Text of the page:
Last weekend, when we formally acknowledge the work and legacy of Dr. Martin Luther King, Jr., I was grateful. Certainly, I’m grateful for the change that Dr. King, his family, friends, colleagues, and collaborators brought about through the work he led and influenced—fifty years ago and into the future. More specifically, I’m grateful to our students, my colleagues, and our families at Wildwood for so consistently continuing to move that work forward for a new generation.
Wildwood’s K-12 multicultural programming has long been celebrated, both at our school and, in fact, in the broader independent school world. I’ve been the proud head of school at conferences in Washington, Houston, Philadelphia, and Seattle to name just a few—watching or facilitating with others sessions on how best to create effective and inclusive multicultural communities.
2014 and—it appears—2015 have and will continue to provide us with evidence that the work of understanding and internalizing a multicultural skill set is increasingly important. That’s especially the case for our students. They will be well-served by being in the habit of seeing situations broadly and equitably. The Habits of Perspective, Common Good, Evidence, and Ethical Behavior come to mind, although all of the Habits and Life Skills come into play.
We’ve heard and read about the events and ramifications in places like Ferguson, Cleveland, and New York City. Sadly, in these weeks before we honor Dr. King, we broaden our concern to include the people of Paris and other cities. There’s work to be done as we prepare for an increasingly integrated, multicultural population in our city, our country, and our world.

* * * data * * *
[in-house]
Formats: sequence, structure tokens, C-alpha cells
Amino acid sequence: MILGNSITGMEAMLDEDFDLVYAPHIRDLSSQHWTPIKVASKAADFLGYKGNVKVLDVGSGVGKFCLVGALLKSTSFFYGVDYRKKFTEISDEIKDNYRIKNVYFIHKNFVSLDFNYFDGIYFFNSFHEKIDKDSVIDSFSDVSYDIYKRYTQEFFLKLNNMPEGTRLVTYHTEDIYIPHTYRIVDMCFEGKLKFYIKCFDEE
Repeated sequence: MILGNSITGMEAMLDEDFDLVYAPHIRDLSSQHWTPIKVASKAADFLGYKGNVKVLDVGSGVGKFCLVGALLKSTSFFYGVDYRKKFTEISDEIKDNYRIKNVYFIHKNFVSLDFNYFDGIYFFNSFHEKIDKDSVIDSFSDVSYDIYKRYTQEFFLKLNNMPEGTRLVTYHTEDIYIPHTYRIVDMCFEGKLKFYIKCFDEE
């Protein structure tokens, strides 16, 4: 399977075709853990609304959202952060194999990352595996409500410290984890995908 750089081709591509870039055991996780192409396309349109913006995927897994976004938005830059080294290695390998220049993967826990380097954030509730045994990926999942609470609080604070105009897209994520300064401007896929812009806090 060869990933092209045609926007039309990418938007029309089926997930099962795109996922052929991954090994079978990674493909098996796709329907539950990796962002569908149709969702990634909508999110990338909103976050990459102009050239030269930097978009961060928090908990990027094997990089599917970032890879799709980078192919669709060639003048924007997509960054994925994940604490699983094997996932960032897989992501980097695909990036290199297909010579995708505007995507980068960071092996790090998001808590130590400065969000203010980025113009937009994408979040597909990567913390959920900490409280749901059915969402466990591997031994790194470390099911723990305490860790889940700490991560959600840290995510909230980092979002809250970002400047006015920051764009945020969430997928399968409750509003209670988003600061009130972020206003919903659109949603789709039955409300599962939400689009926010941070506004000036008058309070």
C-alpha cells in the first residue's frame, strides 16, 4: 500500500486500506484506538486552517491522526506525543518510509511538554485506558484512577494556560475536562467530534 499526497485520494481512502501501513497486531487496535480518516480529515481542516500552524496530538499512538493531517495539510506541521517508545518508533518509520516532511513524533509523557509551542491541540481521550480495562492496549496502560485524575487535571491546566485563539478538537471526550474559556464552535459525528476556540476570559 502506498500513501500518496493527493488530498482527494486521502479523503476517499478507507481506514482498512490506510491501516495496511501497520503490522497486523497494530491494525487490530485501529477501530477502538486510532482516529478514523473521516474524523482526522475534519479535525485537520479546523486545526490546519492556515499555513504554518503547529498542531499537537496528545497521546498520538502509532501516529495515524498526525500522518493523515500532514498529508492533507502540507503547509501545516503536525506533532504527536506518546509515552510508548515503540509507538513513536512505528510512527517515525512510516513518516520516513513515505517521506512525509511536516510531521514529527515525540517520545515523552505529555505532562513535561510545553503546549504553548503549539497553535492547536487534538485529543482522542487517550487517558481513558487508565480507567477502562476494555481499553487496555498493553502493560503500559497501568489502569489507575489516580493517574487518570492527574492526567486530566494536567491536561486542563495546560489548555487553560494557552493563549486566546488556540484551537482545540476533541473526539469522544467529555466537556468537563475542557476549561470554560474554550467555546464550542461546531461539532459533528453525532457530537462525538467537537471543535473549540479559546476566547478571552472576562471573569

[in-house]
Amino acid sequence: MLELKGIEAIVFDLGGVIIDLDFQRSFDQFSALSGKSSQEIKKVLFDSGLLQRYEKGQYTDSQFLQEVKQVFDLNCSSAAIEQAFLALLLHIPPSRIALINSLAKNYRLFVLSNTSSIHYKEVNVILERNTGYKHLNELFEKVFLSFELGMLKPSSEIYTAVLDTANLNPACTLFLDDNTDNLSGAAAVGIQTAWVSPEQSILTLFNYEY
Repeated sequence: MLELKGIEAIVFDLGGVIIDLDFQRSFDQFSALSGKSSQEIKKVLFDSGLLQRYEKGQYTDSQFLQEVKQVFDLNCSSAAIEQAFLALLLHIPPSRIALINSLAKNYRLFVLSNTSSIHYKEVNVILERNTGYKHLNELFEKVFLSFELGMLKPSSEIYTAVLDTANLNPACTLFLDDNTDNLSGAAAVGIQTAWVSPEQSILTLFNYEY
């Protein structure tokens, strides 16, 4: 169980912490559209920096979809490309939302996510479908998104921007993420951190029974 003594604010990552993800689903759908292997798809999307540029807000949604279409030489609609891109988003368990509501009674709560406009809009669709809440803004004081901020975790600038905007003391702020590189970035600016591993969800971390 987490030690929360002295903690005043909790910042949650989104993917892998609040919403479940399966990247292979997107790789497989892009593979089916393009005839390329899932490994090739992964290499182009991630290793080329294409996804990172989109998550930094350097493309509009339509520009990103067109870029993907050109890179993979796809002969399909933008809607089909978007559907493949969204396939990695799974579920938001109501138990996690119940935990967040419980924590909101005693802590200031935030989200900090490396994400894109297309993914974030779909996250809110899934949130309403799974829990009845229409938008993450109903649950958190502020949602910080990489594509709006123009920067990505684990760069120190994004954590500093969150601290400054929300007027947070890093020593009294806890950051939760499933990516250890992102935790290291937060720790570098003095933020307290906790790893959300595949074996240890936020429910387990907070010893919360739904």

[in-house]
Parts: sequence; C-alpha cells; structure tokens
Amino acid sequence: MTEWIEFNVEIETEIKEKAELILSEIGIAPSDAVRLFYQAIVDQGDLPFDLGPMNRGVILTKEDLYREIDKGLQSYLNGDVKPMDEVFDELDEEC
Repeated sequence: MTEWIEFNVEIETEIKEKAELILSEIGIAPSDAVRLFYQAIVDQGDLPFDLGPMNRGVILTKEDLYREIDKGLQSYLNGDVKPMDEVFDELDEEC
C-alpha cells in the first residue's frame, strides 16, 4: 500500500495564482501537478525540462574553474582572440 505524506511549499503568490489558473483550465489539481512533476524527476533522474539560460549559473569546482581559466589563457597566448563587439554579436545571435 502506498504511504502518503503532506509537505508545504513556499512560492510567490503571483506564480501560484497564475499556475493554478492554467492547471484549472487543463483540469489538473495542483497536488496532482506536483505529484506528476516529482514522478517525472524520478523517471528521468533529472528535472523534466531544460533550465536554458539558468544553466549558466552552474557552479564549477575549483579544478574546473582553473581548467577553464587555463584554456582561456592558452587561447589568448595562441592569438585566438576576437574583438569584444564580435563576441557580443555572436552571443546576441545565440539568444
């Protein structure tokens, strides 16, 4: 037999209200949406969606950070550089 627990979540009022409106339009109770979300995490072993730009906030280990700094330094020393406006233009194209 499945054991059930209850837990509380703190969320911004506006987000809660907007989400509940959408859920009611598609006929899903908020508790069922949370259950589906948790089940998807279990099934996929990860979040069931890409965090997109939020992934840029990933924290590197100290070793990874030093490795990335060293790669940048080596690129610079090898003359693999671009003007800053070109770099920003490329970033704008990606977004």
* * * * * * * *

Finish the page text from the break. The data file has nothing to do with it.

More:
Students at Wildwood have been engaged in this work for years, in age-appropriate ways. Our programming this school year has certainly been influenced by—and in situations with older students, especially—directly related to the conflicts that have been brought to light by recent events.
As Dr. King has been quoted:
The function of education is to teach one to think intensively and to think critically. Intelligence plus character—that is the goal of true education.
My colleagues and I will continue to thoughtfully engage students in measured study and dialogue around issues of multiculturalism in the coming months and years, always in intentionally objective and age-appropriate ways. The work of building our multicultural and, thereby inclusive, community is central to the ongoing work of teachers and administrators and is the focus of professional development programming throughout the school year.
Our Parent Multicultural Collaborative is yet another resource, providing parents with a vehicle for understanding the hows and whys of our multicultural work, and is an opportunity for constructive and illuminating dialogue.
The parent of a recent Wildwood graduate and current Duke University student emailed me just last week, writing of a conversation she’d just had with her son who began at Wildwood as a kindergartener:
…we were talking about what it was like to make new friends from all over our country and different parts of the world who had various views on political and social issues…He said something that I wanted to pass on to you…one thing that Wildwood taught him from the very beginning is the language to express differences. He went on to say that some kids really didn’t have the vocabulary to express themselves and have meaningful conversations about subjects that can incite strong feelings…I was truly touched by his awareness of that specific gift that his Wildwood education gave him.
Although our current and future students benefit from our shared sense of purpose, anecdotes like this one provide evidence that our impact extends far beyond our campuses.
Our robust and ever-present conversation around diversity is woven into the Wildwood ethos. When we hear how our graduates are in fact deeply absorbing these values and skills, we are filled with pride and hope. What more could we want?
Head of School